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Macro stresses begin to surface

Signs of building macro stress have started to show, especially in the external account. Rising global commodity prices and a pickup in imports are contributing to the phenomenon. Although growing slippages in fiscal may be partially controlled by lowering development spending, inflationary pressures are likely to persist. This means that currency may remain under pressure. The silver lining is the strength shown by real economy, as productive sectors are bullish. Improved nominal growth may help tax revenues to grow.

Overall direction of the budget is right, as incentives have been offered for manufacturing base to grow. The focus is on export promotion. Many decisions are right. However, in some cases, revenue considerations are superseding broader wisdom. One example is removal of intercorporate dividend tax exemption, which may discourage corporatization and hurt sponsor groups who have created corporate culture. Then proposed taxes on basic food products or their raw materials – such as sales tax on dairy products and agriculture machinery are also misguided. These would further fuel food inflation. At the same time, strict compliance for non-taxpayers and plans to promote digitization at retail level will prove beneficial for the medium- to long-term.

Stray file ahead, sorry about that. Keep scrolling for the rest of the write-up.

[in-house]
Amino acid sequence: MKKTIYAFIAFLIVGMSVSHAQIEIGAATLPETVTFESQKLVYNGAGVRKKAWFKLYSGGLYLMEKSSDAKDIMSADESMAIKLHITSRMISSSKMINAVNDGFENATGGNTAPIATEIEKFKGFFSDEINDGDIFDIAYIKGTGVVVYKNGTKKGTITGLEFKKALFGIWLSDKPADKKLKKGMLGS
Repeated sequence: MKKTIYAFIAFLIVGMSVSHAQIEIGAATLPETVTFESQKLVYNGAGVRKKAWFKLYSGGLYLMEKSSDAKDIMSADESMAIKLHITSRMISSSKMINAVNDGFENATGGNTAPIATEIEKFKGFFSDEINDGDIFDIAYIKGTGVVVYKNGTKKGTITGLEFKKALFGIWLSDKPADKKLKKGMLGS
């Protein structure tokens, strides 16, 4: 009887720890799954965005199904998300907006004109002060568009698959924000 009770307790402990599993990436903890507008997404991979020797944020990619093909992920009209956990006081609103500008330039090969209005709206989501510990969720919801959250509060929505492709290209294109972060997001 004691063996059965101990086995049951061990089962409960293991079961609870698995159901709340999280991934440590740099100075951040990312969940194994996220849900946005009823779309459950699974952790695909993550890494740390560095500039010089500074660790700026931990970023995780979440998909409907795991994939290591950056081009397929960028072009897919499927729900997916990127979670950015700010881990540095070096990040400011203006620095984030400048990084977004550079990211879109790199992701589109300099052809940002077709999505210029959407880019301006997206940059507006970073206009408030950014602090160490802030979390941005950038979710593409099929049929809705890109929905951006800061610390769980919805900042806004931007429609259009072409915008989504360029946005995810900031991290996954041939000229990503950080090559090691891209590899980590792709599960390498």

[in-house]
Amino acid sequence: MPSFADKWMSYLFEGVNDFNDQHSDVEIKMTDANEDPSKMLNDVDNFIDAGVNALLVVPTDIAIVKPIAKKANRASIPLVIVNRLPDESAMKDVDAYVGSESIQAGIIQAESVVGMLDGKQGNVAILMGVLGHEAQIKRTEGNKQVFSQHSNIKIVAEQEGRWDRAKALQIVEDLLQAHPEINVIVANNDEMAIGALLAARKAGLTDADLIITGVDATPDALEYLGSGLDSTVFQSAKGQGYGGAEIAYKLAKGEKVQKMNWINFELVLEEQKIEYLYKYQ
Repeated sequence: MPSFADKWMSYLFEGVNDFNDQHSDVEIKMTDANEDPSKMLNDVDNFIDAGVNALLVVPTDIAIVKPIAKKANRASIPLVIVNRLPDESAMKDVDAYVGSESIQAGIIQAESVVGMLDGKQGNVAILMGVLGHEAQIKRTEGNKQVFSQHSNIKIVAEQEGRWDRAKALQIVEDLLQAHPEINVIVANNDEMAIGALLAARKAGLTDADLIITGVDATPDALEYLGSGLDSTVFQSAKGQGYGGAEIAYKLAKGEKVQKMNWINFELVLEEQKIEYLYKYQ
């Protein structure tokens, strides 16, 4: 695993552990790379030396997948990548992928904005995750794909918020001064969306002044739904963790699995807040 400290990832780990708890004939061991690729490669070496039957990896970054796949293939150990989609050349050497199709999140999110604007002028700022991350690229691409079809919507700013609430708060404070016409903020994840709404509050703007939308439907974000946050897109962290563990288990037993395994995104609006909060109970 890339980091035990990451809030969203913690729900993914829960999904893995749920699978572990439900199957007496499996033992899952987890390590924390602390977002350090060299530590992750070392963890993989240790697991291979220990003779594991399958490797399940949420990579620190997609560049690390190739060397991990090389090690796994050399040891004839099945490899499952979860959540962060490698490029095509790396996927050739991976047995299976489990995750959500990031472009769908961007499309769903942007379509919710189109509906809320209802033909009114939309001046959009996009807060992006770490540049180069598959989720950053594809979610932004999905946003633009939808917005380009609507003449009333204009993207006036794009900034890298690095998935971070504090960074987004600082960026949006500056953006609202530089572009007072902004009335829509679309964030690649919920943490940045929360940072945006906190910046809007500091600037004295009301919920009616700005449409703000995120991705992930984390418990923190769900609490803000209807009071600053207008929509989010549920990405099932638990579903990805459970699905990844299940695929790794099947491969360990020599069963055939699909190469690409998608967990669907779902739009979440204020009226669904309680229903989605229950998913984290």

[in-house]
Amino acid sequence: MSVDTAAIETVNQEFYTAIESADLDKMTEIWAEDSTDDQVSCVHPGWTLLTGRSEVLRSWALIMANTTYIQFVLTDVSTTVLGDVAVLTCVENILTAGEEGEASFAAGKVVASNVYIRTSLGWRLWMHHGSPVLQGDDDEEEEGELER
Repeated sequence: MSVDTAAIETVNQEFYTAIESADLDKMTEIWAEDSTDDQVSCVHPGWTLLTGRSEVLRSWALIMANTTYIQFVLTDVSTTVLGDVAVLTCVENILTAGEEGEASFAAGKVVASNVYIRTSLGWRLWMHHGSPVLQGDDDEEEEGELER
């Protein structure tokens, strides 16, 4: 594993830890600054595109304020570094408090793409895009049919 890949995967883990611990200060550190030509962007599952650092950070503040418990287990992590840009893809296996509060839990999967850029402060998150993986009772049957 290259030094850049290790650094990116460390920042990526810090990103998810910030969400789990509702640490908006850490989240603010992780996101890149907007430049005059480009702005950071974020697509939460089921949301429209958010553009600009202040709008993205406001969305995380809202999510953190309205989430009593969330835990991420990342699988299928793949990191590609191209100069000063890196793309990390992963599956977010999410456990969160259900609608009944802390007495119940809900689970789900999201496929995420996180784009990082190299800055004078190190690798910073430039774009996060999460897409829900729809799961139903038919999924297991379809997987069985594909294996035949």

In the backdrop of natural momentum and pro-business budget, real economic growth rate is likely to improve over the next fiscal year. The elephant in the room is management of external account slippages. Monthly imports may likely remain rangebound between $5.5 billion to $6 billion. External debt servicing pressure will grow in the absence of timely flows from multilaterals, the World Bank (WB) and Asian Development Bank (ADB). These flows are contingent upon the International Monetary Fund’s (IMF’s) nod. And IMF is worried about the viability of plans for generating budgeted tax and non-tax revenues.